| Cooking schools in Paris
||Cookbooks and books about
- Le Cordon Bleu,
8 rue Leon Delhomme 75015
Paris 33-(0)1 53 68 22 50, Fax 33-(0)1 48 56 03 96 ; the Sorbonne
of cooking schools!
- Marguerite's Elegant Home Cooking, 35 rue Rouget de Lisle, 92150 Suresnes,
France. Phone and fax: 33-(0) 1 42 04 74 00. Information at www.elegantcooking.com
or email firstname.lastname@example.org. Hands-on simple and elegant
French home cooking with Muriel-Marguerite Foucher. In English
and French. Class size maximum 8. HIghly recommended.
48 avenue Victor Hugo 75116
Paris Tel. 33-(0)1 45 02 21 21 (French-speaking courses for amateur
(cooking courses offered
by the city of Paris, French speakers only) : contact Maison
des Ateliers, Terrasse Lautréamont 75001 Paris Tel. 33-(0)1
42 33 45 54
- La Cuisine de Marie-Blanche, 18 avenue de La Motte-Picquet, 75007
Paris. Tel. 33-(0) 01 45 51 36 34. Classes in French , English
and Spanish on everything from classic cooking to pastry and
flower arranging and table manners.
Ecole de Gastronomie Française,
15 Place Vendome, 75001, Tel 33-(0) 01 43 16 30 50. Lessons for
aspiring amateurs and true professionals, in French with an English
Toque d'Or, 55 rue de Varenne, 75005 Paris. Set up by Cordon-Bleu
graduate Sue Young, the courses take place in her apartment.
With partner Irene Adamian of Shopping Plus, Sue organizes a
French For a Day program for groups which includes a morning
market visit and cooking class and an afternoon exploring shops
on the Left Bank.
- Outside Paris :
- On Rue Tatin,
cooking in Normandy with
Susan Herrmann Loomis
- Wilde kitchen
: one-day cookery class,
followed by lunch or 3-day gourmet breaks working with local
restaurants, food hot-spots and a "hotel de charme"
- More to come
DID YOU KNOW THAT ….? Have you ever tried a "Trou Normand" i.e. a glass of strong alcohol in the middle of a meal ? It can be seen as an example of French know-how when it comes to food questions. If, in the middle of a heavy meal, you drink something very strong (like Calvados) or eat something very cold (like an ice cream with vodka or Calvados on it), your stomach is totally freaked out and it releases whatever is in it into you intestine. Therefore you become hungry again and you can keep eating. You can try the "Trou Normand" trick : it has been working for generations !
Food is taken seriously in France! Some institutions are much more than cooking schools and aim at giving a professional training to people who want become a chef or a restaurant manager. Among them :
- Le Cordon Bleu, in Paris, founded 120 years ago, a cooking school with programs in English and Japanese
- Ecole Ferrieres in a castle with a 250-acre park, 30 km West of Paris, the most recent cooking school in a fantastic setting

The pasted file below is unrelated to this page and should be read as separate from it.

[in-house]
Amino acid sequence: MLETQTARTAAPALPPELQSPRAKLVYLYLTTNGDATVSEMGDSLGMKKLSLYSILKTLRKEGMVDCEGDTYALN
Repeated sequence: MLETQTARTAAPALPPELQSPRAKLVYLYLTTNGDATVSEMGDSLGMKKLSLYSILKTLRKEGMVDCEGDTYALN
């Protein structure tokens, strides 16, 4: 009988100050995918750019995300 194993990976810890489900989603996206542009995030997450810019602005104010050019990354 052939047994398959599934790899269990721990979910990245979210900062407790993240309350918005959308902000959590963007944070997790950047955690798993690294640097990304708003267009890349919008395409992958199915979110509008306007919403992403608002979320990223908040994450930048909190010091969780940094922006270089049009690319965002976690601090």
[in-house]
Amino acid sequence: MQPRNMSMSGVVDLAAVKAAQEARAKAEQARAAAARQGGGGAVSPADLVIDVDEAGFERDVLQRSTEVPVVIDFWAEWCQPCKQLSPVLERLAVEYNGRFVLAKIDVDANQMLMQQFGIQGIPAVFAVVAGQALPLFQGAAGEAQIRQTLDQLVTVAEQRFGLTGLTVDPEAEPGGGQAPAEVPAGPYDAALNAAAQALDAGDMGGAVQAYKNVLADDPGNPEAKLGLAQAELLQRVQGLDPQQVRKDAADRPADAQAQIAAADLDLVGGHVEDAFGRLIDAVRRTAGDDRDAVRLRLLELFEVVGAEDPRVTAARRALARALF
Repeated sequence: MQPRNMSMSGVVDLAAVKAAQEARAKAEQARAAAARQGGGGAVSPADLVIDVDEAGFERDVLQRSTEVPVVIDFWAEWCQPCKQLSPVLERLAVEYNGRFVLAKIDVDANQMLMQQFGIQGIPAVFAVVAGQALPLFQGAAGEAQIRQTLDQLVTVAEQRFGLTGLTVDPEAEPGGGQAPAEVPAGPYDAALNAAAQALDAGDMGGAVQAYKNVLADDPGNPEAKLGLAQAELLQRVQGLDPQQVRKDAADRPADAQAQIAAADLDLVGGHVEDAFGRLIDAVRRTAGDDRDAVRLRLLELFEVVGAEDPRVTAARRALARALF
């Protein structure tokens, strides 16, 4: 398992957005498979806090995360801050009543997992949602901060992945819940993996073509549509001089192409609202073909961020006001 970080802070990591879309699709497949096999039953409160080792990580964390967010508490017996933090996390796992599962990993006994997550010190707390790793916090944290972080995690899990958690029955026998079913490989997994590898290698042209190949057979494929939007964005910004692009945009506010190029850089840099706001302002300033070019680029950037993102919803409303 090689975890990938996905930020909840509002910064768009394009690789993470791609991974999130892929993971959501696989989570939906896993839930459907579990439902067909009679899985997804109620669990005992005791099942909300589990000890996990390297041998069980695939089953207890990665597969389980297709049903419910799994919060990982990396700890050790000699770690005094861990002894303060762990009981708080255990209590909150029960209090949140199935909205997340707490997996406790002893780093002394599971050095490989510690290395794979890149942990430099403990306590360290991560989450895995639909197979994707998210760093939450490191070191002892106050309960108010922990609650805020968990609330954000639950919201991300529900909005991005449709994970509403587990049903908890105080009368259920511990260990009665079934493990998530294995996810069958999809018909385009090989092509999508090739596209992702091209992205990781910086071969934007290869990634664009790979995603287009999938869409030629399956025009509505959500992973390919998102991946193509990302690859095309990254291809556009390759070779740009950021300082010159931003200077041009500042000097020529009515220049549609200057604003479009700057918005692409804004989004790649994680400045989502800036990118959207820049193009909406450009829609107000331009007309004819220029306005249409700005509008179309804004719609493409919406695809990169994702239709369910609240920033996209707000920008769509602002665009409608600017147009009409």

- Institut Paul Bocuse, in Lyon, founded 25 years ago in a castle West of Lyon, a surprising mix of a cooking school and a business school
- Ecole Ferrandi, in Paris, founded almost a century ago, famous for its teachers
Most of the most famous French chefs "graduated" from one of these schools.
- Paul BOCUSE, Bocuse à
la Carte-Menus pour la table familiale, Flammarion,
- Christine COLINET, Cuisine
des Provinces de France, Gründ, Paris, 1981
- Alexandre DUMAS, Petit dictionnaire
de cuisine, Payot, 1994
- Alexander LOBRANO, Hungry
for Paris : 102 restaurants in Paris, Random, 2008 (probably the best
guide for restaurants in Paris)
- Ginette MATHIOT, Je sais
cuisiner, Albin Michel, 1990 (the French equivalent of Joy
- Pierre NOLOT, A la Recherche
des Cuisines Oubliées, Berger-Levrault, Paris, 1977
- Joel ROBUCHON, Le Meilleur
et le Plus Simple de la Pomme de Terre, Robert Laffont, Paris
1994 (Robuchon is a genius and he makes potatoes into an Art
- Joel ROBUCHON, Le Meilleur
et le Plus Simple de la France
- Geneviève de TEMMERMAN,
The A-Z of French Food, Scribo
Ed. 1998, Arces, a slim pocket-size book, is the most complete
French menu translator available ; accurate culinary definitions
are included along with wine terms, historical information and
WELLS, Food Lover's Guide to Paris, Methuen, New York,
- More to come...
And also :
- Robert COURTINE, Le Cahier
de Recettes de Madame Maigret, Laffont, Paris, 1974
- Mort ROSENBLUM, A Goose in
Toulouse and Other Culinary Adventures in France, Hyperion,
New York, 2000
- Mort ROSENBLUM, Chocolate,
A Bittersweet saga of Dark and Light, Farrar, Straus Giroux
- More to come
Click on recipes
for our suggestions and here
for our links on food
FORGET TO LOOK FOR ... Harriet's book
French Fried, about the French and their food, published
by St. Martins Press in February 2001. Read some letters from readers.